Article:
8/30/2012

PLUS DE CHINOIS À ... BORACAY !


Boracay sans les Chinois … cela n’est pas plus mal !
Après Hong-Kong,  ce sont maintenant ceux de la ‘’Mainland’’ qui boycottent  Boracay Island.

The territorial row between the Philippines and China has taken its toll on Boracay Island, which lost around 200,000 Chinese visitors after travel agencies from Beijing suspended travel packages to Manila last May.

Aklan Gov. Carlito Marquez noted that Chinese tourists constitute around a fifth of the visitors of the world-famous tourist spot.

“The ban imposed by China was a setback somehow,” Marquez told reporters in a press conference here last Thursday.
“Some carriers had to cancel flights. We lost a big chunk (of visitors). The Chinese represent 15 to 20 percent of tourists,” he added.

Marquez said about 986,000 visitors passed through their province’s ports last year. Hotel bookings, however, reached about 1.2 million as it included those who did not travel by sea.
About 60,000 Chinese tourists visit Boracay every year through direct international flights from China.

Based on Marquez’s estimates, Chinese tourists who canceled their trips to Boracay numbered from about 180,000 to 240,000.

Marquez is hopeful that the dispute between China and the Philippines over the Panatag (Scarborough) Shoal will be resolved peacefully.

“Nobody wants enmity. We want to coexist peacefully,” he said.

Last month, Chinese travel agencies suspended tourist packages to the Philippines amid a tense territorial row between the two countries over the Panatag Shoal.

Chinese travel agencies even promised refund to customers who have booked trips in a move viewed by some observers as a way to pressure the Philippines to yield to China’s position on the issue.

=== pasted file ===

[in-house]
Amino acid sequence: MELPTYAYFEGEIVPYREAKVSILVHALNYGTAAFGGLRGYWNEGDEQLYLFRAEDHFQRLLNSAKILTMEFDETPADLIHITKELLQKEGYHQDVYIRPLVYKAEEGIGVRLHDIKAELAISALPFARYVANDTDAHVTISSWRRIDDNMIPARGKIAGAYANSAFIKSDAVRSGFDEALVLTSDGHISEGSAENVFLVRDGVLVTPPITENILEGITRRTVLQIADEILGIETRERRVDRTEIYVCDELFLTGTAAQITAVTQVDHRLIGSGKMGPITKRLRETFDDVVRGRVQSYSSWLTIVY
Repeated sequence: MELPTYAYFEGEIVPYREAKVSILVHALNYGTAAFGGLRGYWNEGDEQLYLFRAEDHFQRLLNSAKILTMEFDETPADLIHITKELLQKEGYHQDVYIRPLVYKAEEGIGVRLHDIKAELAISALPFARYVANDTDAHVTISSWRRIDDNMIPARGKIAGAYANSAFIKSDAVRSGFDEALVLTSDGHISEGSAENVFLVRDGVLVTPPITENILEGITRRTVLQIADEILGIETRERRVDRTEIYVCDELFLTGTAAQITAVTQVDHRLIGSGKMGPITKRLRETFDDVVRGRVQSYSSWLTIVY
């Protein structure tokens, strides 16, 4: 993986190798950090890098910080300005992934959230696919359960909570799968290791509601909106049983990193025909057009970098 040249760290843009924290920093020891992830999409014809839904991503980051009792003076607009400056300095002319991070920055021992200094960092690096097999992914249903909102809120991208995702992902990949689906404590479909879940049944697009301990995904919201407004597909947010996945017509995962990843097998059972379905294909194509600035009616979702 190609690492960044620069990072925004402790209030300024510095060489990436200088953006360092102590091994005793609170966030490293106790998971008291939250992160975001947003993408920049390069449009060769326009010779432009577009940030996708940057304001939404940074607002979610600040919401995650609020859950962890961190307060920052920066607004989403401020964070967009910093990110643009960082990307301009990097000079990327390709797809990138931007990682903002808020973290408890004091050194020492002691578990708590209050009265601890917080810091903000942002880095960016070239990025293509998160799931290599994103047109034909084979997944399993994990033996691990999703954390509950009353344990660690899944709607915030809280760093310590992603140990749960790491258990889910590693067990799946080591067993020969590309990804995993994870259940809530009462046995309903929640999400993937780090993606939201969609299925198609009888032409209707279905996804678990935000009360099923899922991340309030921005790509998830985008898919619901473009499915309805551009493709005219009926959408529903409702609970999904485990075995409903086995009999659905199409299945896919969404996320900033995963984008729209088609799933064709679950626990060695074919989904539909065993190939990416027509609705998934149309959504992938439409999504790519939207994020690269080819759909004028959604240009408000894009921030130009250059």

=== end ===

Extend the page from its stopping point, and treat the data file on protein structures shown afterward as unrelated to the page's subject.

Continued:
Known internationally as Scarborough Shoal, Panatag Shoal is located 124 nautical miles from the nearest base point in Zambales.

The area is within the Philippines’ 200-nautical mile exclusive economic zone as provided by the United Nations Convention on the Law of the Sea (UNCLOS).
A standoff ensued on April 10 after Chinese maritime surveillance ships prevented the Philippine Navy from arresting Chinese fishermen who had engaged in illegal fishing and harvesting of endangered species in the area.

The Philippines has protested China’s action and has called for a rules-based approach to resolve the row.
China, however, insisted that it has sovereignty over the area even if it is a signatory to UNCLOS.

Beijing has also rejected efforts to involve the international community in the dispute, which has raised concerns among governments that are worried about its impact on freedom of navigation.
Both Manila and Beijing back peaceful means to resolve the row despite reports of bullying by Chinese ships of Filipino vessels and fishermen.

Latest surveillance reports from the Navy revealed that a total of 28 Chinese ships and boats are still in the shoal, 23 of them inside the lagoon of the disputed area.

Manila no longer has ships in the hotly contested area after President Aquino ordered two Philippine vessels to leave the shoal this month allegedly due to bad weather.

Ordered to return to port were a Philippine Coast Guard ship and a Bureau of Fisheries and Aquatic Resources vessel which have symbolized the country’s claim over the area.

It remains unclear whether Malacañang would order a redeployment of Philippine vessels in the shoal.


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